by Bud Meyers, published April 17, 2015
When Hillary Clinton recently borrowed Elizabeth Warren’s talking points and claimed “the deck is still stacked in favor of those at the top” (in our economic and political system) against regular working people, did she mention reforming the tax code — and then offer any solutions? The simple answer is “no”; and unless she is ever pressed by the mainstream “liberal” media, she will probably dodge this question the same way GE dodges taxes.
A new Pew Research study reports some 61 percent of Americans feel bothered “a lot” that “wealthy people don’t pay their fair tax share”. Besides just campaign finance reform, poll, after poll, after poll, after poll, after poll, after poll, shows most Americans also favor raising taxes on the very wealthy. So if Congress is supposed to represent the majority of the people in a democracy, why haven’t they raised taxes on the wealthy — or reformed campaign finance laws? It’s because members of Congress usually do the bidding of their biggest campaign contributors (the wealthy), those who would see their taxes increased. Not to mention, wealthy members of Congress (meaning most) would also see their own taxes increased.
As Jack Lessenberry at the Metro Times writes: “Most lawmakers don’t give a damn about what the voters need or want, and are only fixated on pleasing the superrich in order that they can get jobs from them when their terms are up.”
So is Congress primarily representing themselves? And is it because most Americans realize this, that’s why Congress’s approvals ratings have been at all-time lows? Probably. But even though Congress knows we know, most of our elected leaders still refuse to do what’s in the best interest of the American people and this nation — such as raising taxes on the rich to help pay for infrastructure. It’s so sad to witness this moral decay in our government leaders. But thankfully, there are some exceptions.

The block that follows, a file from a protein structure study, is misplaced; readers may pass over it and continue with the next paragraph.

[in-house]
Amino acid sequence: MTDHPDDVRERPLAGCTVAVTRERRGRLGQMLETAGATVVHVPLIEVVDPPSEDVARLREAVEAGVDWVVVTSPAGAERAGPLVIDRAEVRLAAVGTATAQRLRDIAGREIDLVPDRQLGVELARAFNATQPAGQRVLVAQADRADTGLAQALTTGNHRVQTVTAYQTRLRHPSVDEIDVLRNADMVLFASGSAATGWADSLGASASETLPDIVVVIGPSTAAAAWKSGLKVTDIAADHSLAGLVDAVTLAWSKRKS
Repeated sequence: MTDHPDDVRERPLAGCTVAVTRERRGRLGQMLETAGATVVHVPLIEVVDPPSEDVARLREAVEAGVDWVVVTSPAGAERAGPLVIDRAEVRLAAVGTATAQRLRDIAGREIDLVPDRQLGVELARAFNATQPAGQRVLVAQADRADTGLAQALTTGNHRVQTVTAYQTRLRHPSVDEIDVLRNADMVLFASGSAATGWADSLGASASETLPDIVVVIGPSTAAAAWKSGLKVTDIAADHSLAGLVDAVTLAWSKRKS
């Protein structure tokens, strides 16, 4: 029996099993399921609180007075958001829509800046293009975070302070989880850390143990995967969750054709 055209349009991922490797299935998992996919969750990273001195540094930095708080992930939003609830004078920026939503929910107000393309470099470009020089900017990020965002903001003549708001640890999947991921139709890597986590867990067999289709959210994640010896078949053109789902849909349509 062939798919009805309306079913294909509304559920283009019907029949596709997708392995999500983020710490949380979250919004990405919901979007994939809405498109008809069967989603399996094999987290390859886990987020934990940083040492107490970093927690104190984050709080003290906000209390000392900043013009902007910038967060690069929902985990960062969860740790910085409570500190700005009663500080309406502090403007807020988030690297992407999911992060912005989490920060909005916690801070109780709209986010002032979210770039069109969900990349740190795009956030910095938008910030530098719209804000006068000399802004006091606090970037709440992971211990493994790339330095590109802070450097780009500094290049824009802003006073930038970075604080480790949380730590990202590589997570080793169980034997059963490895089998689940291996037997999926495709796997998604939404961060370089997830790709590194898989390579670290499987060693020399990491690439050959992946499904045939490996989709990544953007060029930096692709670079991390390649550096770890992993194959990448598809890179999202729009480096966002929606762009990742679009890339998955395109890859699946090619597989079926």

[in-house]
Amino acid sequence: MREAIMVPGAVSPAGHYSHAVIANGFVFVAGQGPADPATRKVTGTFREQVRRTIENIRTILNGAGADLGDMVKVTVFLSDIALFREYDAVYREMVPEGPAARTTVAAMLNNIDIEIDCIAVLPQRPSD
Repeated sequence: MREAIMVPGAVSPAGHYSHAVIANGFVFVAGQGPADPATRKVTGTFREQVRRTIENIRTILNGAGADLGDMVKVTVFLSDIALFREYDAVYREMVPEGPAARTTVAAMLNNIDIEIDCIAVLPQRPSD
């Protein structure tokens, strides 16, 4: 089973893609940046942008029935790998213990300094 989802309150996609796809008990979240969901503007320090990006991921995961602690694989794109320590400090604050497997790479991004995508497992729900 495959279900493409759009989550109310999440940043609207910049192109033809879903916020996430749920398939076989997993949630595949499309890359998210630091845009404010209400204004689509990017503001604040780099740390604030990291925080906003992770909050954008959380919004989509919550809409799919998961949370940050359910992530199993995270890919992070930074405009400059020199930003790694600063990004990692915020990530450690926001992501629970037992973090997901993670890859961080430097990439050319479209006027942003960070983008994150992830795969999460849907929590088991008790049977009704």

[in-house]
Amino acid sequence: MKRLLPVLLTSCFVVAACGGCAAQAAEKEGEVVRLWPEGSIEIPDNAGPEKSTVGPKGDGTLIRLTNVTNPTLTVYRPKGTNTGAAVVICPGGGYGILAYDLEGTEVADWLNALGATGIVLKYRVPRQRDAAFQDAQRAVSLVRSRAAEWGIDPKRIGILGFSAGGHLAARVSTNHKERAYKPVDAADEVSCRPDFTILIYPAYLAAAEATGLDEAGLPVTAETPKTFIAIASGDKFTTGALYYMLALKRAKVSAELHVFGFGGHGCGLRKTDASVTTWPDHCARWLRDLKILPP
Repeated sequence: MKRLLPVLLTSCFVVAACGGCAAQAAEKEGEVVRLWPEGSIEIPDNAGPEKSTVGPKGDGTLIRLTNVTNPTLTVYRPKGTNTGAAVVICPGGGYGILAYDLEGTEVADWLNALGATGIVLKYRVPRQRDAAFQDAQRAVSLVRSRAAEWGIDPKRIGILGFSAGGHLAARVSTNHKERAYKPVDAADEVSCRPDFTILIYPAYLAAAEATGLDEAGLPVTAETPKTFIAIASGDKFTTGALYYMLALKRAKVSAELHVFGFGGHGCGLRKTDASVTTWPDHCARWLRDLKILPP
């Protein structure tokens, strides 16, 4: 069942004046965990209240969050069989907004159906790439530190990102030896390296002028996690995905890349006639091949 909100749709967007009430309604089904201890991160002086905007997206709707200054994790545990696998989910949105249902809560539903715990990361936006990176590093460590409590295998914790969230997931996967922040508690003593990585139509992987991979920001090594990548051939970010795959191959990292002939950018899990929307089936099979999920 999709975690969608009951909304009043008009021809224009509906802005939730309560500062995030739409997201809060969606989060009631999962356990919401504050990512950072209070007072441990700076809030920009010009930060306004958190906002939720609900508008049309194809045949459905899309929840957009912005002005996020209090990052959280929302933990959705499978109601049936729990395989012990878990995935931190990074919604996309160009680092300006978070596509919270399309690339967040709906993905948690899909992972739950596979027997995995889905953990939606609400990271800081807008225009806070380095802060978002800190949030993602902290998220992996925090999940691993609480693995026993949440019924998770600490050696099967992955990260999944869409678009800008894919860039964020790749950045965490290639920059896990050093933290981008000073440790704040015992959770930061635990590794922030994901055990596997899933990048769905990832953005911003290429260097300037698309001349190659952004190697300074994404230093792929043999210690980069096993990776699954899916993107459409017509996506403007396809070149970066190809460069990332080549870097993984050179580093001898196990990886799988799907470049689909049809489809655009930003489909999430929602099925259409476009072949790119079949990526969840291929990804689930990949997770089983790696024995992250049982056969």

Senator Bernie Sanders (I-Vermont) sounds more like Elizabeth Warren than Hillary Clinton: “At a time when we have massive wealth and income inequality, and when corporate profits are soaring, it is an outrage that many large, profitable corporations not only paid nothing in federal income taxes last year, but actually received a rebate from the IRS. Instead of balancing the budget on the backs of the elderly, the children, the sick and the poor, as the Republicans in Congress have proposed, we need a tax system that demands that large, profitable corporations and the wealthy start paying their fair share in taxes.”
Sanders was commenting on a new report by Citizens for Tax Justice, which detailed how many of the biggest and best-known corporations in America pay little or no federal income taxes, and said the report underscores the need to close corporate tax loopholes. (Will we ever hear how Hillary Clinton stands on this issue, and what her proposals might be?)
As examples, Citizens for Tax Justice has found that:
- Media giant Time Warner paid nothing in federal income taxes last year when it received a rebate of $26 million from the IRS, even though it made $4.3 billion in U.S. profits.
- CBS made $1.8 billion in U.S. profits last year, but instead of paying federal income taxes, it received a rebate from the IRS of $235 million.
- Xerox made $629 million in U.S. profits in 2014, but received a tax rebate of $16 million from the IRS.
- Prudential Financial made $3.5 billion in U.S. profits last year, but instead of paying federal income taxes, it received a tax rebate of $106 million from the IRS.
- The toy maker Mattel made $268 million in profits last year, but received a tax rebate of $46 million from the IRS.
- Priceline.com not only paid nothing in federal income taxes last year, it received a tax rebate of $9 million, even though it made $73 million in profits last year.
- Pacific Gas and Electric not only paid nothing in federal income taxes last year, it received a tax rebate of $84 million from the IRS, even though it made $1.8 billion last year.
- Wireless technology maker Qualcomm made $3.2 billion in U.S. profits last year, but instead of paying federal income taxes, it received a refund from the IRS of $98 million.
- General Electric made over $5.8 billion in profits in the U.S. last year, but paid just 0.9 percent of that amount (less than 1 percent) in federal income taxes.
- Jetblue Airways made $615 million in U.S. profits last year, but paid just 0.4 percent of that amount (less than half of 1 percent) in federal income taxes.
So when we hear people like Stephen Moore at the conservative think tank Heritage Foundation claiming the U.S. has the highest corporate tax rate in the world, the actual “statutory” tax rate has little bearing on the actual “effective” tax rate corporations are actually obligated to pay, because of all the loopholes that members of Congress have allowed them on behalf of their campaign donors and corporate lobbyists. People such as Senator Bernie Sanders would like to change this “pay for play” in Washington (More on this further below in this post).
Continue reading Studies show, Congress Favors the Rich